• Effective mode of communication
  • Counselling / advice
  • Monitor and assess development
  • Enable informed choices
  • Information
  • PreScat / other agencies

teacher of the deaf support

awareness and positive attitudes lead to inclusive society

The Role of ToDs

  • Evaluation
  • Teaching
  • Equipment Maintenance
  • Assessment
  • Administration/Record Keeping
  • Guidance/Advice
  • In-service

Teaching & Evaluation

  • Supporting communication and linguistic development.
  • Assessing Audiological implications related to speech and language development and prescribed aids to hearing.
  • Providing specialist knowledge relative to the distinctive range of learning needs of each individual child. Enabling pupils to attain and achieve their goals and expectations.
  • Establishing effective planning, doing, reviewing & reporting.
  • Promoting a proactive partnership with HI child to develop their self-esteem and encourage positive attitudes to the learning experience.
  • Working collaboratively with parents, pupils, class teachers and other relevant agencies.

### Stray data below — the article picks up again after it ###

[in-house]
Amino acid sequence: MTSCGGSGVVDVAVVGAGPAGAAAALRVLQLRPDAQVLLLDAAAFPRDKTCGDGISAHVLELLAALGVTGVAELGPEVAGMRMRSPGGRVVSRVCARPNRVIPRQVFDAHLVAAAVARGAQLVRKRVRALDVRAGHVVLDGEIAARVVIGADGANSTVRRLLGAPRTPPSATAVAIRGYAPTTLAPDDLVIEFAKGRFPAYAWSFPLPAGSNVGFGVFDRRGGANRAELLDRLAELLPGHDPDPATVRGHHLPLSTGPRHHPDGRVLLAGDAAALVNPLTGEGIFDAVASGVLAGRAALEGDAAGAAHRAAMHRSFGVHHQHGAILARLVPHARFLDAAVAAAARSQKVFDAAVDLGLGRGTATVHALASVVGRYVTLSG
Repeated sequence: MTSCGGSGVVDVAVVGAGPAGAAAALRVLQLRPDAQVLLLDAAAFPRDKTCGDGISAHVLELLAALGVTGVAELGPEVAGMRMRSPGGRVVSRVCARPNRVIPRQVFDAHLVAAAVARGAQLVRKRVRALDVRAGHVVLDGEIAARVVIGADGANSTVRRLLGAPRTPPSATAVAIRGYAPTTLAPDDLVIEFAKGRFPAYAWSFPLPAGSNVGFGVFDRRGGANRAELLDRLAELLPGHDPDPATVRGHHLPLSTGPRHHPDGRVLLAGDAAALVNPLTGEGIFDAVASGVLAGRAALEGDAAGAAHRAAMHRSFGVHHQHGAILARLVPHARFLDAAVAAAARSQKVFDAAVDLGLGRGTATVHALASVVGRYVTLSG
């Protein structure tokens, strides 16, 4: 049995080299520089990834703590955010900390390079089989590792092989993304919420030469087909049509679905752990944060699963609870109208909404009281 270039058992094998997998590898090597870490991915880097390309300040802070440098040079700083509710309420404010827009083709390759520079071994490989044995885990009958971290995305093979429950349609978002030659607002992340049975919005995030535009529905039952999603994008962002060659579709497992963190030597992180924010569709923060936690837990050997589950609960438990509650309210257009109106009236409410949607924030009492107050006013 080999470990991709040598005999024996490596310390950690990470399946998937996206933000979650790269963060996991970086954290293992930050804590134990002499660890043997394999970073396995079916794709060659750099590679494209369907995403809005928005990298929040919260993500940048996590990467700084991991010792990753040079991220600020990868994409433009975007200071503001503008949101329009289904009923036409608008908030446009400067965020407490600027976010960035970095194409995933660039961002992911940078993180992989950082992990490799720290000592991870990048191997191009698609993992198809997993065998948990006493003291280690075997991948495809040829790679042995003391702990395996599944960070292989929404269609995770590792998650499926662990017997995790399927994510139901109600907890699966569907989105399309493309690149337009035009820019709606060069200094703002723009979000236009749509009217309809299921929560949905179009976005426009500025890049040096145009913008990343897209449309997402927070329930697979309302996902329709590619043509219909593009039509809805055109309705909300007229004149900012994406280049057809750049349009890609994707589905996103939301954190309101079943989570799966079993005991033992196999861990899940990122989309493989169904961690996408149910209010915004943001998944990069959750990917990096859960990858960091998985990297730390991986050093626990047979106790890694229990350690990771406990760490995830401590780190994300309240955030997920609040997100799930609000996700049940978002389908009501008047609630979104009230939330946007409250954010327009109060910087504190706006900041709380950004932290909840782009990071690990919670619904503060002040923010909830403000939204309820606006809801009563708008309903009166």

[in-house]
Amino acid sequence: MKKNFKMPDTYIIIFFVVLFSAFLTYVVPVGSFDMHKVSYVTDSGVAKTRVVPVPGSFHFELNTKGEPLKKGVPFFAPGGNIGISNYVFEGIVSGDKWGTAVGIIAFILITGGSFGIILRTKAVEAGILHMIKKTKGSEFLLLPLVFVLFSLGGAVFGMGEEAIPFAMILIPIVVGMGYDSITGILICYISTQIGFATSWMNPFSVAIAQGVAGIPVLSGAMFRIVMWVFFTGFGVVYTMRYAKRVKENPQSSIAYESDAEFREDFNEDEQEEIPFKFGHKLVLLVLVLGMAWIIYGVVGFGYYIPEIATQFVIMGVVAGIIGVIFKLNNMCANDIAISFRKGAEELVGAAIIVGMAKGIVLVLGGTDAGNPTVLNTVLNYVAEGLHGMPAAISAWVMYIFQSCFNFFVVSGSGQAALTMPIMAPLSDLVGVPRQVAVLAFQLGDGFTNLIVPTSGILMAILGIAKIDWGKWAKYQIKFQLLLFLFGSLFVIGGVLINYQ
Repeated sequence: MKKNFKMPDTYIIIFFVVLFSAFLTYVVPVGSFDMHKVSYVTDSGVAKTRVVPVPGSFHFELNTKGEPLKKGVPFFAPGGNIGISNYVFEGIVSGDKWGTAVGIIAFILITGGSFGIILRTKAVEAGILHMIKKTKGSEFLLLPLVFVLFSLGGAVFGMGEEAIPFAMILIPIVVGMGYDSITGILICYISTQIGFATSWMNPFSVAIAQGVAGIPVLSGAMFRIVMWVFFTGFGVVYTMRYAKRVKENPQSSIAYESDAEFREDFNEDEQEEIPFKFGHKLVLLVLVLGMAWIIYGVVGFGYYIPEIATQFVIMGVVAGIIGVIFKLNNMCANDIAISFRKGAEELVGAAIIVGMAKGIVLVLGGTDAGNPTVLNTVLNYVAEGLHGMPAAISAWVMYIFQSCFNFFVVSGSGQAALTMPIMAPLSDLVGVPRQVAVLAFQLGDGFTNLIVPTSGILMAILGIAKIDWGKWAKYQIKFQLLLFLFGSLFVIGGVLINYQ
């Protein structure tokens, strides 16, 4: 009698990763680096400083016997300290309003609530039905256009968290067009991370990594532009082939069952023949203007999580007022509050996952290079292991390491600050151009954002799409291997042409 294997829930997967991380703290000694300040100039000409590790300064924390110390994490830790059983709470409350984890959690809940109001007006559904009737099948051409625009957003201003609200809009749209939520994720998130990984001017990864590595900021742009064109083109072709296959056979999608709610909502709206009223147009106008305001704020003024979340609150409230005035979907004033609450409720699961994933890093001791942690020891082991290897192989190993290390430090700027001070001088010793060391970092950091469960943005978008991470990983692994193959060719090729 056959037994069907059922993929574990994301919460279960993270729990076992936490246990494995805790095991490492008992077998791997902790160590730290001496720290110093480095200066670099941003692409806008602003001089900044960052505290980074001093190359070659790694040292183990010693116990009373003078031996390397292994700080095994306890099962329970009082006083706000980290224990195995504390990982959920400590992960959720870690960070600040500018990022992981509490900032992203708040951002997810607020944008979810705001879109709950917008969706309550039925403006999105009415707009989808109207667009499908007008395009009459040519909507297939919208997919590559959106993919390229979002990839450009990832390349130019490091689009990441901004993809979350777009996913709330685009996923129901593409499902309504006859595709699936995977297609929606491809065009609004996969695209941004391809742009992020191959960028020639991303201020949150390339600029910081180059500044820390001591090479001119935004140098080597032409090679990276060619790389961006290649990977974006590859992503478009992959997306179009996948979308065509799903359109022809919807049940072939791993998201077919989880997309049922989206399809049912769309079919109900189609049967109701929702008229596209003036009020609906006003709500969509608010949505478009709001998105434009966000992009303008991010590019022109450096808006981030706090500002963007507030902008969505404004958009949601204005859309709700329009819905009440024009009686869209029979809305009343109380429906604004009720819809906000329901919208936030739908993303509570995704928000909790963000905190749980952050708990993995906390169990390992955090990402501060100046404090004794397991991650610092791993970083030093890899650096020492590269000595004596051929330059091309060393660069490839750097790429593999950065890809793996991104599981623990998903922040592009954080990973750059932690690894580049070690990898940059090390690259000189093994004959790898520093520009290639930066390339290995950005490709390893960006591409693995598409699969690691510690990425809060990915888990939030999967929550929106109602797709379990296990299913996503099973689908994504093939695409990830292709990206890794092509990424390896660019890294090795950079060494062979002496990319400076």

Equipment Maintenance

  • Hearing aids
  • Ear moulds/tubing
  • Soundfield Systems
  • FM Systems
  • Cochlear Implants

Assessment

  • Audiological
  • Educational/Curricular
  • Personal and Social Development

Administration and Record Keeping

  • Timetabling
  • Daily logs
  • Forward planning and termly reviews
  • Annual Reports
  • Pre-school Profiles
  • Monitor Visits/Reports
  • Review meetings/IEPS/ Pre-scats
  • Service Resources
  • Liaising with Educational Audiologist and other hospital staff
  • Differentiation of materials/resources

Guidance and Advice

  • Support for family after initial diagnosis and ongoing as per individual need.
  • Provide information about hearing loss implications, audiograms, hearing tests, amplification and allowances.